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Evening star. [volume] (Washington, D.C.) 1854-1972, June 06, 1932, Image 13

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I „ , .
Honorary Doctor of Laws
WiH Be Conferred on
Justice Adkins.
Georgetown University's largest grad
i uatlng class, comprising 576 seniors In
all departments, will receive their de
grees at the one hundred and thirty
third annual cctnmencement exercises
this afternoon at 4:15 o'clock on the
Georgetown campus. In event of rain,
it was announced the exercises would
take place in Constitution Hall.
Dr. W Coleman Nevlls. S. J., presi
dent of the university, will confer the
honorary degree of doctor of laws upon
Justice Jesse C. Adkins of the District
Supreme Court. Another member of
the court. Justice Daniel W. O’Dono
ghue, will make the commencement
address. As a tribute to their two col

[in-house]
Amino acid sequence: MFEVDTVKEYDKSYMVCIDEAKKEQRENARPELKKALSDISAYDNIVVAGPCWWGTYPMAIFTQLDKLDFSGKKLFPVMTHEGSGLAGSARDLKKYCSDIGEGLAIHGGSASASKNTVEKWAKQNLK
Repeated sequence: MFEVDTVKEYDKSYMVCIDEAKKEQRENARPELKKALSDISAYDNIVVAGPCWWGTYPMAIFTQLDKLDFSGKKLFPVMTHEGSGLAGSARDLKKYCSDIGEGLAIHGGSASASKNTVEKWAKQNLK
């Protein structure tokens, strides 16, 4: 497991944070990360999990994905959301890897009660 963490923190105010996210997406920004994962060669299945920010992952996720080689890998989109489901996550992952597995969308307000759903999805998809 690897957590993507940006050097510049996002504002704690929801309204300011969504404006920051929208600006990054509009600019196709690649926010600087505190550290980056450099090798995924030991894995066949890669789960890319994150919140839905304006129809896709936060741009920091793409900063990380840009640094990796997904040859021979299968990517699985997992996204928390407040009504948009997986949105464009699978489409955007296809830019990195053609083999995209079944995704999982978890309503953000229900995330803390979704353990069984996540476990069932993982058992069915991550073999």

leagues. Chief Justice Alfred Wheat and
the other members of the court will
attend the exercises.
Both the participating justices are
Georgetown graduates and members of
its law faculty. Justice O’Donoghue,
who received the honorary doctor of
laws degree in 1920, is a graduate of
the college as well as the law school.
The graduating class numbers 191
undergraduates of the College of Arts
and Sciences, 135 from the School of
Medicine. 123 from the School of Law,
75 from the School of Foreign Service,
33 from the School of Dentistry and
19 from the Graudate School of Arts
and Sciences. In addition, 14 cadets
of the Infantry. R. O. T. C., will be
awarded commissions in the Officers’
Reserve Corps as second lieutenants and
21 members of the medical unit will
be commissioned as first lieutenants.
Ambassador Gives Medal.
Ambassador Paul May of Belgium,
who attended the academic exercises
at which prize awards were made to
honor students of all departments last
night, presented the Prince Albert de
Ligne Gold Medal to the winning stu
dent of the School of Foreign Service,
Creston B. Mullins, a member of the
editorial staff of The Evening Star.
He Is formerly of Omaha, Nebr.
The medal was founded by former
Ambassador de Ligne and is awarded
annually to the student in either of
the two courses on "Political and Dip
lomatic History of Europe" who sub
mits the best essay on some phase of
Belgian history. Second prize was
awarded to Milton B. Smith of Salt